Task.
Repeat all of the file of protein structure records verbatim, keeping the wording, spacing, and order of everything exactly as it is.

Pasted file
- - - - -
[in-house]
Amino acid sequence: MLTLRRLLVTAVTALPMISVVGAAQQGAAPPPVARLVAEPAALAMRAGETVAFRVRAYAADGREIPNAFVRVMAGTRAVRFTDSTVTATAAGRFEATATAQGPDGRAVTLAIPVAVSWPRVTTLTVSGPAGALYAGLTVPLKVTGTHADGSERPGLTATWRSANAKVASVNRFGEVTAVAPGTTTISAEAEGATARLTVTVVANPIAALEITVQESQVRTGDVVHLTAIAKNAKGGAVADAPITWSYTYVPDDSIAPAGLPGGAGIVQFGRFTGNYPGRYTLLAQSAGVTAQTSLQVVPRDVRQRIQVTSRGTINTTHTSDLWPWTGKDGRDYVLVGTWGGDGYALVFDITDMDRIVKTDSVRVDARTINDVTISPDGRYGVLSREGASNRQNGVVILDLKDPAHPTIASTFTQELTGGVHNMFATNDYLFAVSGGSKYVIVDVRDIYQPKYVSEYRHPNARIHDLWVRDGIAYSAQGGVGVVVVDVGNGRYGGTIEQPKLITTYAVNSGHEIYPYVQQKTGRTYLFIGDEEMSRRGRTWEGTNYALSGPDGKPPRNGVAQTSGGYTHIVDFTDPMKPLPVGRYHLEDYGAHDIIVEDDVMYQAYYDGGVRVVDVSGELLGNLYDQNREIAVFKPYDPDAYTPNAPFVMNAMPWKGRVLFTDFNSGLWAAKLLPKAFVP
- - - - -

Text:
[in-house]
Amino acid sequence: MLTLRRLLVTAVTALPMISVVGAAQQGAAPPPVARLVAEPAALAMRAGETVAFRVRAYAADGREIPNAFVRVMAGTRAVRFTDSTVTATAAGRFEATATAQGPDGRAVTLAIPVAVSWPRVTTLTVSGPAGALYAGLTVPLKVTGTHADGSERPGLTATWRSANAKVASVNRFGEVTAVAPGTTTISAEAEGATARLTVTVVANPIAALEITVQESQVRTGDVVHLTAIAKNAKGGAVADAPITWSYTYVPDDSIAPAGLPGGAGIVQFGRFTGNYPGRYTLLAQSAGVTAQTSLQVVPRDVRQRIQVTSRGTINTTHTSDLWPWTGKDGRDYVLVGTWGGDGYALVFDITDMDRIVKTDSVRVDARTINDVTISPDGRYGVLSREGASNRQNGVVILDLKDPAHPTIASTFTQELTGGVHNMFATNDYLFAVSGGSKYVIVDVRDIYQPKYVSEYRHPNARIHDLWVRDGIAYSAQGGVGVVVVDVGNGRYGGTIEQPKLITTYAVNSGHEIYPYVQQKTGRTYLFIGDEEMSRRGRTWEGTNYALSGPDGKPPRNGVAQTSGGYTHIVDFTDPMKPLPVGRYHLEDYGAHDIIVEDDVMYQAYYDGGVRVVDVSGELLGNLYDQNREIAVFKPYDPDAYTPNAPFVMNAMPWKGRVLFTDFNSGLWAAKLLPKAFVP